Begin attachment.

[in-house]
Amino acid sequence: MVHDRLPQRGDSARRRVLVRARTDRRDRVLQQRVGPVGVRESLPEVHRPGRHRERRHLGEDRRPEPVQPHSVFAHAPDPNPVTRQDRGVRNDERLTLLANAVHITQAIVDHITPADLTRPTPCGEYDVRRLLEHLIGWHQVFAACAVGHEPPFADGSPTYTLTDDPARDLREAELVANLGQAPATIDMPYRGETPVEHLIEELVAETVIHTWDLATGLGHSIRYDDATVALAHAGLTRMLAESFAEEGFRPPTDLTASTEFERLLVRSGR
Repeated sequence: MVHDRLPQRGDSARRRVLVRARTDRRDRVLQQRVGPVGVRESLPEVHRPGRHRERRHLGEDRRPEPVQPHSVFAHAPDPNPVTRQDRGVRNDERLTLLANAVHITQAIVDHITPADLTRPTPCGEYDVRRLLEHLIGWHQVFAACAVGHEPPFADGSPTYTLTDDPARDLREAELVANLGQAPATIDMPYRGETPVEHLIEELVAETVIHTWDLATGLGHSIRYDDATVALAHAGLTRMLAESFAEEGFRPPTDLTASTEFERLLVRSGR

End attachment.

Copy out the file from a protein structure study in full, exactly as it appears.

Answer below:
[in-house]
Amino acid sequence: MVHDRLPQRGDSARRRVLVRARTDRRDRVLQQRVGPVGVRESLPEVHRPGRHRERRHLGEDRRPEPVQPHSVFAHAPDPNPVTRQDRGVRNDERLTLLANAVHITQAIVDHITPADLTRPTPCGEYDVRRLLEHLIGWHQVFAACAVGHEPPFADGSPTYTLTDDPARDLREAELVANLGQAPATIDMPYRGETPVEHLIEELVAETVIHTWDLATGLGHSIRYDDATVALAHAGLTRMLAESFAEEGFRPPTDLTASTEFERLLVRSGR
Repeated sequence: MVHDRLPQRGDSARRRVLVRARTDRRDRVLQQRVGPVGVRESLPEVHRPGRHRERRHLGEDRRPEPVQPHSVFAHAPDPNPVTRQDRGVRNDERLTLLANAVHITQAIVDHITPADLTRPTPCGEYDVRRLLEHLIGWHQVFAACAVGHEPPFADGSPTYTLTDDPARDLREAELVANLGQAPATIDMPYRGETPVEHLIEELVAETVIHTWDLATGLGHSIRYDDATVALAHAGLTRMLAESFAEEGFRPPTDLTASTEFERLLVRSGR